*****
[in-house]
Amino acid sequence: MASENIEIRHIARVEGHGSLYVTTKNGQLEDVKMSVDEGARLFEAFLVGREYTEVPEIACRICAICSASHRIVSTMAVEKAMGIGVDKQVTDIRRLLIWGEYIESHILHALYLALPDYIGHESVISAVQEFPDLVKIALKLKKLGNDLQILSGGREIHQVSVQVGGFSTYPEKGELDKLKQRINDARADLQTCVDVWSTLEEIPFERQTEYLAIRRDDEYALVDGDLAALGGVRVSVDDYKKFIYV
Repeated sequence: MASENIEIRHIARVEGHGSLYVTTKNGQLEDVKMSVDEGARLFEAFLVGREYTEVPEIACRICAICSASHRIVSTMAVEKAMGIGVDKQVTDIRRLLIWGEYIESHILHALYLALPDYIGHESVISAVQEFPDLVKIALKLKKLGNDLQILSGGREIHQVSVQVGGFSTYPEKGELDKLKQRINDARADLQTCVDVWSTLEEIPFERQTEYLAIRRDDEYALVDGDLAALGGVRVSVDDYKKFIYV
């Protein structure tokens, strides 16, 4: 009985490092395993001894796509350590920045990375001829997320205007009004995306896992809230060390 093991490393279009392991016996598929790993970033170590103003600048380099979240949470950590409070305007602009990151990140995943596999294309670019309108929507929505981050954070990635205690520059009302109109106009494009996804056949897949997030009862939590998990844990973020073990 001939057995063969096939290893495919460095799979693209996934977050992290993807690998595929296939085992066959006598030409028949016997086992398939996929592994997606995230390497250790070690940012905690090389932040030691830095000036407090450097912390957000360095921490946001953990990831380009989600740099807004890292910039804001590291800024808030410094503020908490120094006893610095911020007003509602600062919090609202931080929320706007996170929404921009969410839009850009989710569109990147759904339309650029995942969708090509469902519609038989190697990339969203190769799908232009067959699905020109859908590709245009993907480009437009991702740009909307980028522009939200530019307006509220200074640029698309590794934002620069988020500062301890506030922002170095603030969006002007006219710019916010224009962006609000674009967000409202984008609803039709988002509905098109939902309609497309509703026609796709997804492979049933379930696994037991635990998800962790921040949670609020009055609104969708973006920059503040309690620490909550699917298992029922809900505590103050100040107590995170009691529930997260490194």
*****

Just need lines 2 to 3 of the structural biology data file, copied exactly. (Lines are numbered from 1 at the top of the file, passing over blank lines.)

Amino acid sequence: MASENIEIRHIARVEGHGSLYVTTKNGQLEDVKMSVDEGARLFEAFLVGREYTEVPEIACRICAICSASHRIVSTMAVEKAMGIGVDKQVTDIRRLLIWGEYIESHILHALYLALPDYIGHESVISAVQEFPDLVKIALKLKKLGNDLQILSGGREIHQVSVQVGGFSTYPEKGELDKLKQRINDARADLQTCVDVWSTLEEIPFERQTEYLAIRRDDEYALVDGDLAALGGVRVSVDDYKKFIYV
Repeated sequence: MASENIEIRHIARVEGHGSLYVTTKNGQLEDVKMSVDEGARLFEAFLVGREYTEVPEIACRICAICSASHRIVSTMAVEKAMGIGVDKQVTDIRRLLIWGEYIESHILHALYLALPDYIGHESVISAVQEFPDLVKIALKLKKLGNDLQILSGGREIHQVSVQVGGFSTYPEKGELDKLKQRINDARADLQTCVDVWSTLEEIPFERQTEYLAIRRDDEYALVDGDLAALGGVRVSVDDYKKFIYV